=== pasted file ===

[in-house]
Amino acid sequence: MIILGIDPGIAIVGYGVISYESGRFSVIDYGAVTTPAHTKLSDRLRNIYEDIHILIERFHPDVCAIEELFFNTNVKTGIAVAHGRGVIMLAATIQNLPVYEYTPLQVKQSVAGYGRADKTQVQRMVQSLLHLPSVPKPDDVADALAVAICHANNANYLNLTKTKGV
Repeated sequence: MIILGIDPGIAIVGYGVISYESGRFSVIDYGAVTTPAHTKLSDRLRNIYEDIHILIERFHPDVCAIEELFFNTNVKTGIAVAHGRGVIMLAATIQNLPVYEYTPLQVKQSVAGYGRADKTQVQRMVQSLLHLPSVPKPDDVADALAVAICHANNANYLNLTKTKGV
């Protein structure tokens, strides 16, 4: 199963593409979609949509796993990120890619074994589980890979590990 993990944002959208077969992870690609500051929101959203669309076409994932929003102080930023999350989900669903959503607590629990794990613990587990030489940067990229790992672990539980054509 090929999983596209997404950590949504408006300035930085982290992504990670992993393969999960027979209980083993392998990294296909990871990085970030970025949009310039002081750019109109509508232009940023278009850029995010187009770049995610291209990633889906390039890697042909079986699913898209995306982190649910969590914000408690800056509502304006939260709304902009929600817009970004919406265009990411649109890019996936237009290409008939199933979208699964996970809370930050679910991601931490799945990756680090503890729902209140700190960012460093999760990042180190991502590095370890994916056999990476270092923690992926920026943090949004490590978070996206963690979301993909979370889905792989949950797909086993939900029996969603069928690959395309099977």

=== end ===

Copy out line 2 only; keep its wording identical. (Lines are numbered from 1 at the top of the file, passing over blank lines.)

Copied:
Amino acid sequence: MIILGIDPGIAIVGYGVISYESGRFSVIDYGAVTTPAHTKLSDRLRNIYEDIHILIERFHPDVCAIEELFFNTNVKTGIAVAHGRGVIMLAATIQNLPVYEYTPLQVKQSVAGYGRADKTQVQRMVQSLLHLPSVPKPDDVADALAVAICHANNANYLNLTKTKGV